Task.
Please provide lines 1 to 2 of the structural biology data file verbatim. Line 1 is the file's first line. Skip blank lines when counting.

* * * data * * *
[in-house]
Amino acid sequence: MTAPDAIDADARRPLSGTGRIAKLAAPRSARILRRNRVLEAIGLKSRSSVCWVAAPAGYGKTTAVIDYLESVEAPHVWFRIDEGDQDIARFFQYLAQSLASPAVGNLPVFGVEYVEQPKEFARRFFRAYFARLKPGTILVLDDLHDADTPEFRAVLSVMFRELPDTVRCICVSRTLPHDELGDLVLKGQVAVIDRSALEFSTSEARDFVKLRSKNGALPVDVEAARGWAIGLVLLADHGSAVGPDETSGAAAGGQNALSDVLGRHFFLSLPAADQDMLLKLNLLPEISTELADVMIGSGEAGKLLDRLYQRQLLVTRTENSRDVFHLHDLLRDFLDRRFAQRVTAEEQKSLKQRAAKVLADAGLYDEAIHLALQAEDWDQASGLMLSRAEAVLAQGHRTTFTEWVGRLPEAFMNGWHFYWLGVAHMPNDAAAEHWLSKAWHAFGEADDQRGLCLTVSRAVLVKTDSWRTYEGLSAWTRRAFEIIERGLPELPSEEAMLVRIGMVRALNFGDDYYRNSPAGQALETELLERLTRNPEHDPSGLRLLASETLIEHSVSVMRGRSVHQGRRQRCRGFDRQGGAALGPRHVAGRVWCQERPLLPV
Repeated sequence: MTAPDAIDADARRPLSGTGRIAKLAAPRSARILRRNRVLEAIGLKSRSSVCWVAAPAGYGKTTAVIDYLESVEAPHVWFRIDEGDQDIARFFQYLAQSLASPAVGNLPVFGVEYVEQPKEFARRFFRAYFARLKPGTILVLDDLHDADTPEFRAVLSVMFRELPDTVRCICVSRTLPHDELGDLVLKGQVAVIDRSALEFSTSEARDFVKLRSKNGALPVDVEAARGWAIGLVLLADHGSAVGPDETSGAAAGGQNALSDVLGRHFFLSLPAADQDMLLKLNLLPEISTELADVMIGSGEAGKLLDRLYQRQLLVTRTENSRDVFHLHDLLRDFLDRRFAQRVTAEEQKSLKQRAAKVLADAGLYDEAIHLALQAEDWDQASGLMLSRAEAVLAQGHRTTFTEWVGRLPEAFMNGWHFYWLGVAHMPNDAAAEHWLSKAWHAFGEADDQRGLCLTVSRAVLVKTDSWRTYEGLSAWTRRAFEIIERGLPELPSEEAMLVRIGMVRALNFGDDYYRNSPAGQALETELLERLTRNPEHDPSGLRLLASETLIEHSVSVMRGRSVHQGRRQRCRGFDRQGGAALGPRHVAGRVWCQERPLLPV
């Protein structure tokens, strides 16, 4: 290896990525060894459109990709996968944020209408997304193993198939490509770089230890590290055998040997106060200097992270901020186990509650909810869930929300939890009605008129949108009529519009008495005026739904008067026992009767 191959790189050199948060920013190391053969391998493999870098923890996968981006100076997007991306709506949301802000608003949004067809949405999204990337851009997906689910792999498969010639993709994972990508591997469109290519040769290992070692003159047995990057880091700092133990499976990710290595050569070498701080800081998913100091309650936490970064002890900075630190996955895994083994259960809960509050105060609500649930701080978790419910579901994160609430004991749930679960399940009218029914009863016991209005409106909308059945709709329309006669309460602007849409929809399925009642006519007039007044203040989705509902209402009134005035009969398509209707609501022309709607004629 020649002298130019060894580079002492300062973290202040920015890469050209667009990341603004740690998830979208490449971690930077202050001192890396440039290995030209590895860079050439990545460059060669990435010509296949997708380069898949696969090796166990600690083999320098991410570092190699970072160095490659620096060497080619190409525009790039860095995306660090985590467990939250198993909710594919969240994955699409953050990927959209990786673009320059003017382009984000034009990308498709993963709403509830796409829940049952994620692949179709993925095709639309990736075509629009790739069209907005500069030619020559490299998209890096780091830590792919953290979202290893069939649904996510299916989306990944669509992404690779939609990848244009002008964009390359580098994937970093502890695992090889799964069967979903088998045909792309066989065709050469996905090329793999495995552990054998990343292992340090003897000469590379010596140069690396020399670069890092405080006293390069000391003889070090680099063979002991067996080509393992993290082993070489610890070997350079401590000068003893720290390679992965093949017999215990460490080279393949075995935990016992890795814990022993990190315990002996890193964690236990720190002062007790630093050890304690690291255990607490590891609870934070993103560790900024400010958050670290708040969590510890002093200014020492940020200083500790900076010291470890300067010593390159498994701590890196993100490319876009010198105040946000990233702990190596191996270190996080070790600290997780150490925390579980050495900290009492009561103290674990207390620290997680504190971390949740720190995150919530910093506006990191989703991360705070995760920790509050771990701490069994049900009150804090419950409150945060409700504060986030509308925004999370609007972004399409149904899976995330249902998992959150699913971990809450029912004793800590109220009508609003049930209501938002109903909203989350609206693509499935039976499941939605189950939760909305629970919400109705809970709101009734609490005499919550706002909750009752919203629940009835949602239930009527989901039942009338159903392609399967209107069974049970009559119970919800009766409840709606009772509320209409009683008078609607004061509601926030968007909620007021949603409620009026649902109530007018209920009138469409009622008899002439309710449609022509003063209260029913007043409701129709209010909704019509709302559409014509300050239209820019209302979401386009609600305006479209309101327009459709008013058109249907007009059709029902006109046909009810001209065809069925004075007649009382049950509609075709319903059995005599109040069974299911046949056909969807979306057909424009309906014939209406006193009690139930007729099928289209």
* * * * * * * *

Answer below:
[in-house]
Amino acid sequence: MTAPDAIDADARRPLSGTGRIAKLAAPRSARILRRNRVLEAIGLKSRSSVCWVAAPAGYGKTTAVIDYLESVEAPHVWFRIDEGDQDIARFFQYLAQSLASPAVGNLPVFGVEYVEQPKEFARRFFRAYFARLKPGTILVLDDLHDADTPEFRAVLSVMFRELPDTVRCICVSRTLPHDELGDLVLKGQVAVIDRSALEFSTSEARDFVKLRSKNGALPVDVEAARGWAIGLVLLADHGSAVGPDETSGAAAGGQNALSDVLGRHFFLSLPAADQDMLLKLNLLPEISTELADVMIGSGEAGKLLDRLYQRQLLVTRTENSRDVFHLHDLLRDFLDRRFAQRVTAEEQKSLKQRAAKVLADAGLYDEAIHLALQAEDWDQASGLMLSRAEAVLAQGHRTTFTEWVGRLPEAFMNGWHFYWLGVAHMPNDAAAEHWLSKAWHAFGEADDQRGLCLTVSRAVLVKTDSWRTYEGLSAWTRRAFEIIERGLPELPSEEAMLVRIGMVRALNFGDDYYRNSPAGQALETELLERLTRNPEHDPSGLRLLASETLIEHSVSVMRGRSVHQGRRQRCRGFDRQGGAALGPRHVAGRVWCQERPLLPV